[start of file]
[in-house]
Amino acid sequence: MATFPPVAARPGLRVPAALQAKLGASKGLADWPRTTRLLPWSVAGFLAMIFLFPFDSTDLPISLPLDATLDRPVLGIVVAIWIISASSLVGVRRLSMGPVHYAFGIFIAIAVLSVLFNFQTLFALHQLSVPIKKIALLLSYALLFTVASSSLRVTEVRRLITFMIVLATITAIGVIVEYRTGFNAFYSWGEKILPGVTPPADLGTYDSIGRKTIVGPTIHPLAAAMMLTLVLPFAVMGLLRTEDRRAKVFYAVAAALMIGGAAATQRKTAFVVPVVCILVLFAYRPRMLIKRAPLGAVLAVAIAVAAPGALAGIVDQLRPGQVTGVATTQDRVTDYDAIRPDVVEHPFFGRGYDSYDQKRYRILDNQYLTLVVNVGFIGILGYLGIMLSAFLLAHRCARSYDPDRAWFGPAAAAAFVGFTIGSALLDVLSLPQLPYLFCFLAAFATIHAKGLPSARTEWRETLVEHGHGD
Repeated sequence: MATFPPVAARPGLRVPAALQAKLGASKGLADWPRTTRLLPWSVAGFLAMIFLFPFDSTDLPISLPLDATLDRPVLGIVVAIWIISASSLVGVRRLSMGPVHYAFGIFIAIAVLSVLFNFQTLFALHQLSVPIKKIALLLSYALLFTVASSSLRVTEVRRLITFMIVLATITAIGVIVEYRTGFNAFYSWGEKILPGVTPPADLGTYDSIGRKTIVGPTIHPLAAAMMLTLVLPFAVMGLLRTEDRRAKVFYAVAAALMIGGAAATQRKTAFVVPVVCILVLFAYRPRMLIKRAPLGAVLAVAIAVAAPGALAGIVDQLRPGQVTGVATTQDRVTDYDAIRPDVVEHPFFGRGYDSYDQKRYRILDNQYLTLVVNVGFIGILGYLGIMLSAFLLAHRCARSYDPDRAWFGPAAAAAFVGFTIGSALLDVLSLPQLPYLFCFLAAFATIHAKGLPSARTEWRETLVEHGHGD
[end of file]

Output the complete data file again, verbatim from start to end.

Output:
[in-house]
Amino acid sequence: MATFPPVAARPGLRVPAALQAKLGASKGLADWPRTTRLLPWSVAGFLAMIFLFPFDSTDLPISLPLDATLDRPVLGIVVAIWIISASSLVGVRRLSMGPVHYAFGIFIAIAVLSVLFNFQTLFALHQLSVPIKKIALLLSYALLFTVASSSLRVTEVRRLITFMIVLATITAIGVIVEYRTGFNAFYSWGEKILPGVTPPADLGTYDSIGRKTIVGPTIHPLAAAMMLTLVLPFAVMGLLRTEDRRAKVFYAVAAALMIGGAAATQRKTAFVVPVVCILVLFAYRPRMLIKRAPLGAVLAVAIAVAAPGALAGIVDQLRPGQVTGVATTQDRVTDYDAIRPDVVEHPFFGRGYDSYDQKRYRILDNQYLTLVVNVGFIGILGYLGIMLSAFLLAHRCARSYDPDRAWFGPAAAAAFVGFTIGSALLDVLSLPQLPYLFCFLAAFATIHAKGLPSARTEWRETLVEHGHGD
Repeated sequence: MATFPPVAARPGLRVPAALQAKLGASKGLADWPRTTRLLPWSVAGFLAMIFLFPFDSTDLPISLPLDATLDRPVLGIVVAIWIISASSLVGVRRLSMGPVHYAFGIFIAIAVLSVLFNFQTLFALHQLSVPIKKIALLLSYALLFTVASSSLRVTEVRRLITFMIVLATITAIGVIVEYRTGFNAFYSWGEKILPGVTPPADLGTYDSIGRKTIVGPTIHPLAAAMMLTLVLPFAVMGLLRTEDRRAKVFYAVAAALMIGGAAATQRKTAFVVPVVCILVLFAYRPRMLIKRAPLGAVLAVAIAVAAPGALAGIVDQLRPGQVTGVATTQDRVTDYDAIRPDVVEHPFFGRGYDSYDQKRYRILDNQYLTLVVNVGFIGILGYLGIMLSAFLLAHRCARSYDPDRAWFGPAAAAAFVGFTIGSALLDVLSLPQLPYLFCFLAAFATIHAKGLPSARTEWRETLVEHGHGD